Hmm, makes sense. That would still allow data to be "scraped" off traditional platters, but you can't do that with SSDs, so the drive is bricked...

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Post by dhanson865 » Mon Aug 03, 2009 9:18 am

http://en.wikipedia.org/wiki/Parallel_A ... d_Security
HDD Passwords and Security

The disk lock is a built-in security feature in the disk. It is part of the ATA specification, and thus not specific to any brand or device.

A disk always has two passwords: A User password and a Master password. Most disks support a Master Password Revision Code. Reportedly some disks can tell you if the Master password has been changed, or if it still the factory default. The revision code is word 92 in the IDENTIFY response. Reportedly on some disks a value of 0xFFFE means the Master password is unchanged. The standard does not distinguish this value.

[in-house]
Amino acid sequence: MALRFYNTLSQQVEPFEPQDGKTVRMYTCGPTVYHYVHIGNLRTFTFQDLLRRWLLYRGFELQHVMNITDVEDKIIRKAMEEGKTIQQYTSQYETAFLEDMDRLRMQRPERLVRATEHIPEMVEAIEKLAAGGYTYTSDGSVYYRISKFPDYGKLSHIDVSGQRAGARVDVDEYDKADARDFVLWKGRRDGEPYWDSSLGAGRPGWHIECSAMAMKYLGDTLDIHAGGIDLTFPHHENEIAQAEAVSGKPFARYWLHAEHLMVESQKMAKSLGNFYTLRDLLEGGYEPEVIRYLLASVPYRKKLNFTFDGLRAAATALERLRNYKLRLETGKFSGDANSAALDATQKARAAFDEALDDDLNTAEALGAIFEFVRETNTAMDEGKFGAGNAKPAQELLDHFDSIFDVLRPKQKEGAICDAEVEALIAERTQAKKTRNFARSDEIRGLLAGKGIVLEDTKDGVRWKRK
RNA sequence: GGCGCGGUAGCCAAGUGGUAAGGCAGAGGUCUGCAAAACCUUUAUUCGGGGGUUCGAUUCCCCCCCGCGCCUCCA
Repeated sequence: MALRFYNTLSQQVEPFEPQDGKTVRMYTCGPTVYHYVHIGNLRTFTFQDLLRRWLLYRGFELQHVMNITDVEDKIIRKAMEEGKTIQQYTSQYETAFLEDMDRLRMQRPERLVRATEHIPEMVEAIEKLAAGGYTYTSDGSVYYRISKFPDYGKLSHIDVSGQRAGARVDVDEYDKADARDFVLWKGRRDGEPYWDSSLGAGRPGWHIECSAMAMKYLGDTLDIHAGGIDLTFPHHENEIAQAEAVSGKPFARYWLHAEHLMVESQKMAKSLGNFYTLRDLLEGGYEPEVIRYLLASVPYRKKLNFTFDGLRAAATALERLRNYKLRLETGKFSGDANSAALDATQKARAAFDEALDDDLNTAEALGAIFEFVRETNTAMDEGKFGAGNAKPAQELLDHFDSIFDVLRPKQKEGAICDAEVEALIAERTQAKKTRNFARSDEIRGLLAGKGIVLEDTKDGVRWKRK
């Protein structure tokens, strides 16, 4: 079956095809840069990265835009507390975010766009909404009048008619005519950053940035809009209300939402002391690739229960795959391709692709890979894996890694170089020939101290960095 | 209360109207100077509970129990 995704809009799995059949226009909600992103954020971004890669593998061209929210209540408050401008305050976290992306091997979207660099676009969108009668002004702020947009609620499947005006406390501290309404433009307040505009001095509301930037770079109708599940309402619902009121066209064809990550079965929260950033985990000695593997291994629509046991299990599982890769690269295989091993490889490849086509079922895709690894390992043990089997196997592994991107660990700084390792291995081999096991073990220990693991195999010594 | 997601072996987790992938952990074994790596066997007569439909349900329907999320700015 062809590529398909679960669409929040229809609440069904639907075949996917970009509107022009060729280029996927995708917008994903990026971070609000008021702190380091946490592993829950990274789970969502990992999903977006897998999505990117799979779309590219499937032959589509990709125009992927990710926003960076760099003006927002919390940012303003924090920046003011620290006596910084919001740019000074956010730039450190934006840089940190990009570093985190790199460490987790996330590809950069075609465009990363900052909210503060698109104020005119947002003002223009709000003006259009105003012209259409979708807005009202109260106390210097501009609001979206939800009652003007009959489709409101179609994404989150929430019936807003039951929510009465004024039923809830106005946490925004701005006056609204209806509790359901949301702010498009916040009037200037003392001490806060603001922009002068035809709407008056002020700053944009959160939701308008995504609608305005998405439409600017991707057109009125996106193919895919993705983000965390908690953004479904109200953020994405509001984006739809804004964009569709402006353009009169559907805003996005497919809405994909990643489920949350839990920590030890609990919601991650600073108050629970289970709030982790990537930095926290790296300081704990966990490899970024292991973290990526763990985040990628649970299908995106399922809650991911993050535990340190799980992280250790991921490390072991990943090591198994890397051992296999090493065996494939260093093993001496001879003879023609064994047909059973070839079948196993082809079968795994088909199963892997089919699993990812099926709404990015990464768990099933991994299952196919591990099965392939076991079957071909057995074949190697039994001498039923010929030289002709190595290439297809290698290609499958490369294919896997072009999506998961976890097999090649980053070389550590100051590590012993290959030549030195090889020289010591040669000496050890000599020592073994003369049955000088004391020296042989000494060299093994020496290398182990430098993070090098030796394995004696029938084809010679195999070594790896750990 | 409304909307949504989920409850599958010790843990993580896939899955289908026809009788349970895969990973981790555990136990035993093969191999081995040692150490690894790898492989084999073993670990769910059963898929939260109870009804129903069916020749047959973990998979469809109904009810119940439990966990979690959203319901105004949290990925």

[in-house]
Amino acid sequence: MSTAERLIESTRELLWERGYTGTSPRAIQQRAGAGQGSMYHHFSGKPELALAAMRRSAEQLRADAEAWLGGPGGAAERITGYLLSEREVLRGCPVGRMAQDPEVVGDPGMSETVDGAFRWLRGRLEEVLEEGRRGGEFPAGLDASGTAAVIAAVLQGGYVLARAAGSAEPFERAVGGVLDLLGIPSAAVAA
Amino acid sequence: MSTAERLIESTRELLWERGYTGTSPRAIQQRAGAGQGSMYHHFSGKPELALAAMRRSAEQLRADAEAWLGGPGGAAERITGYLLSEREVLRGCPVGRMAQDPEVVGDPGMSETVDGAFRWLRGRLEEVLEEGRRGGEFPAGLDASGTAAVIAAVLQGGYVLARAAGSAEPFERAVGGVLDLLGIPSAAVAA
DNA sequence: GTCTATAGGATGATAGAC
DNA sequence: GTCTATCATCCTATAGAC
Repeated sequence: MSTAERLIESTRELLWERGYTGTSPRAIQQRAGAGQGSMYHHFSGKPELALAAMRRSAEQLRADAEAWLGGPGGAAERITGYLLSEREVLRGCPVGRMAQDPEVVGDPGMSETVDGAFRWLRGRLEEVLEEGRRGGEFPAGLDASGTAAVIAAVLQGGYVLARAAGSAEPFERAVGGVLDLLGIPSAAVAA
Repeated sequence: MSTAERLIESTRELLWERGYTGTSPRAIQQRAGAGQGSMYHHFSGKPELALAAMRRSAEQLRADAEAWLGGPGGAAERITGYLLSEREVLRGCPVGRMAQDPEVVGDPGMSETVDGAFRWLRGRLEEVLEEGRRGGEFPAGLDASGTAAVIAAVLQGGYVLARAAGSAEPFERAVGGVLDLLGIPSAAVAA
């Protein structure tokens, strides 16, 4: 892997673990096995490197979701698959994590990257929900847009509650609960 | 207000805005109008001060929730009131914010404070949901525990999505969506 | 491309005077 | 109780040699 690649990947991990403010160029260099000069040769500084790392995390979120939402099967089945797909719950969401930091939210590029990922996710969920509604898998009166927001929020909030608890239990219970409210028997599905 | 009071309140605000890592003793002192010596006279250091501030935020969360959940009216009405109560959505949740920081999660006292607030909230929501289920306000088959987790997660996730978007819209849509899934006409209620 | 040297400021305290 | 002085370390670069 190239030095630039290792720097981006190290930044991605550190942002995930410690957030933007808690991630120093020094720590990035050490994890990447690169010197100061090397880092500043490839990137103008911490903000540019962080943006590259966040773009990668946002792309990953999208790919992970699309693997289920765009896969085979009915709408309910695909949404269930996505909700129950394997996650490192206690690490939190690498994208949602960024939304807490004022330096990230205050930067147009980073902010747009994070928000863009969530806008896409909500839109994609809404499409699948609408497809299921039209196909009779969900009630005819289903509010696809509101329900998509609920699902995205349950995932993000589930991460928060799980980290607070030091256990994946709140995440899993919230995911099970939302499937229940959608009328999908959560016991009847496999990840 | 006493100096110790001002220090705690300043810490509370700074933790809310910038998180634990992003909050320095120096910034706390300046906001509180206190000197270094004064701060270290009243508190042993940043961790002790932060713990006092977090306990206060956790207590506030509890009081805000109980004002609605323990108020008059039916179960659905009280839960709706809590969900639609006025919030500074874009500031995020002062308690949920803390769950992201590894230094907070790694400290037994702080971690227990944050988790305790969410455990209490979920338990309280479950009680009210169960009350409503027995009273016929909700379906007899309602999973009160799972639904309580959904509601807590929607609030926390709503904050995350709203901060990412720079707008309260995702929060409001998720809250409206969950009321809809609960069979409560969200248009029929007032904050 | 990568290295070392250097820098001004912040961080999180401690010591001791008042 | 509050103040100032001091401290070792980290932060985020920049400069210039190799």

A disk can be locked in two modes: High security mode or Maximum security mode. Bit 8 in word 128 of the IDENTIFY response tell you which mode your disk is in: 0 = High, 1 = Maximum.

In High security mode, you can unlock the disk with either the User or Master password, using the "SECURITY UNLOCK DEVICE" ATA command. There is an attempt limit, normally set to 5, after which you must power cycle or hard-reset the disk before you can attempt again. Also in High security mode the SECURITY ERASE UNIT command can be used with either the User or Master password.